“A man’s job,” #WomenofWharton

“Make it happen for yourself.” These were Dad’s words of wisdom, our family motto, if you will. Figure out what needs to get done, and get it done. Don’t expect handouts, or expect it to be easy. Just make it happen.  

Mom stayed at home to raise us, but would always tell us stories about when she worked at the Reading Railroad, where she “took a man’s job,” running a major logistics piece of the railroad system in Philadelphia. Every holiday season, she would receive cards from people we had only heard about in her funny stories about work. Oh, and there were fashion stories, too, of the pointed toe heels and the fabulous capes and coats variety! #lifegoals

After college, I set out for a career on Wall Street, armed with Dad’s words of wisdom and Mom’s stories reminding me that taking a “man’s job” was not only possible, but also rooted in my DNA. That, and a love for markets and numbers that follows me to this day. 

Today, we talk about micro-aggressions; the beauty of the Street in the early 90s was that they weren’t micro – they were right there, all the time. “We can’t have our pictures up, because you’re here now,” they said, after an edict from the firm to remove the naked photos. “We can’t go to the ‘ballet’ (strip club), because you’re here now,” they said. I liked to think that their wives and girlfriends appreciated that those activities were being curtailed on our collective behalf.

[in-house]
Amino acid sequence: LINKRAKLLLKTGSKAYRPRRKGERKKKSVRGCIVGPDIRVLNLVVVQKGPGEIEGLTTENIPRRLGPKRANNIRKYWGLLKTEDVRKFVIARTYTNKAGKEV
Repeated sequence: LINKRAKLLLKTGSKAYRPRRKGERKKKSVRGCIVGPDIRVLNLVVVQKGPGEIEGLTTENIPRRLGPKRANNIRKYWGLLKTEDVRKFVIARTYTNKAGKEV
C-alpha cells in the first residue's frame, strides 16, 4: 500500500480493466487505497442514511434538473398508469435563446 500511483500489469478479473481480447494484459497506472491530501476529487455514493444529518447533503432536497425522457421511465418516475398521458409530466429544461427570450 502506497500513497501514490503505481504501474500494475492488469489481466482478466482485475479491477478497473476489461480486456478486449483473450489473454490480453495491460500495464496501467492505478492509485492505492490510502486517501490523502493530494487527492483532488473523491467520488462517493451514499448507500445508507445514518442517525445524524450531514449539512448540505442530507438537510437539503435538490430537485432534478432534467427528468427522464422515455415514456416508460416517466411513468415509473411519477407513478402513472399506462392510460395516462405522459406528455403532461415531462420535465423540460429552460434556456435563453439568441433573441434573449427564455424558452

Fast forward many years – Dad was sick, my family was in Philadelphia, and it was time to think about what to do next. The work I was doing within the bank with junior women was really rewarding. Watching them make the journey from analyst and associate to the senior ranks was challenging, but so much fun. Being able to see them experience the 2.0 version of what investment banking was like, knowing what I’d seen, was both frustrating, as they couldn’t have known how it used to be, and refreshing because they were starting the race from a better place. Then I met Wharton, and we clicked.

Now, I’m a mother. My daughters and son see me leave every day excited about the work I’m doing and the people I get to work with. They know our family motto of “make it happen for yourself,” and they hear Grandmom talking about her time at the Reading, the pride she has in her railroad pension. And they know that the work I do really matters to me.

My 9-year old recently told me that she wants to be a teacher when she grows up – “and a pediatrician on the weekends, and a mom, all the time.” From her perspective, it’s all possible, #NBD.


Maryellen Reilly is the Deputy Vice Dean of MBA Admissions, Financial Aid and Career Management at Wharton. She will moderate a panel at the Wharton Women’s Summit on building your personal board of directors.

Top